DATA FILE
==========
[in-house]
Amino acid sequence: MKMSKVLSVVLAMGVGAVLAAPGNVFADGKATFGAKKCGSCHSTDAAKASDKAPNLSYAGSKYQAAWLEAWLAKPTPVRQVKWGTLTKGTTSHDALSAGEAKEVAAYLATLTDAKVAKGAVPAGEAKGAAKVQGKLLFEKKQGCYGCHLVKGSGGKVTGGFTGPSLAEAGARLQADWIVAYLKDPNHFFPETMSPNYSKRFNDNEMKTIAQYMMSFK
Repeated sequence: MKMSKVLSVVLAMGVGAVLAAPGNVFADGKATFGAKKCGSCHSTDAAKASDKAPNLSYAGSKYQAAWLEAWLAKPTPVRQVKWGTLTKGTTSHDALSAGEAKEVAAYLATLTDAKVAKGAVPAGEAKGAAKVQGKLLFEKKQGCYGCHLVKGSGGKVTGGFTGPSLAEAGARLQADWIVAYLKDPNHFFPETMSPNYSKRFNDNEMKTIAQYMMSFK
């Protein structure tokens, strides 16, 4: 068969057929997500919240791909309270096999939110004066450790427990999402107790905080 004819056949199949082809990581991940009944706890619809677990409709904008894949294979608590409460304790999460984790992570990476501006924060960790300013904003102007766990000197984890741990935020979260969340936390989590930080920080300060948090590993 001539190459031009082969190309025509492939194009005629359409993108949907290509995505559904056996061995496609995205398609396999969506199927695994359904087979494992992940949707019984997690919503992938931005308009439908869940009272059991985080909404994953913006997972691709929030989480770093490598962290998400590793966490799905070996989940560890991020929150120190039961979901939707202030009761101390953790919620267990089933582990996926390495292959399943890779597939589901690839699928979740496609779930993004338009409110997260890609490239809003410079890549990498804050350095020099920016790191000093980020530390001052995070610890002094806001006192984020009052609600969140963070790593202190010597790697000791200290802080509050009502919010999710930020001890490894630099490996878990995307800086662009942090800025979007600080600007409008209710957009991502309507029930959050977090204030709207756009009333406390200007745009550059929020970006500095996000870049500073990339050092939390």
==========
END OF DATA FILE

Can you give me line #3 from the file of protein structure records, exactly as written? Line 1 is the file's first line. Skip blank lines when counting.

Repeated sequence: MKMSKVLSVVLAMGVGAVLAAPGNVFADGKATFGAKKCGSCHSTDAAKASDKAPNLSYAGSKYQAAWLEAWLAKPTPVRQVKWGTLTKGTTSHDALSAGEAKEVAAYLATLTDAKVAKGAVPAGEAKGAAKVQGKLLFEKKQGCYGCHLVKGSGGKVTGGFTGPSLAEAGARLQADWIVAYLKDPNHFFPETMSPNYSKRFNDNEMKTIAQYMMSFK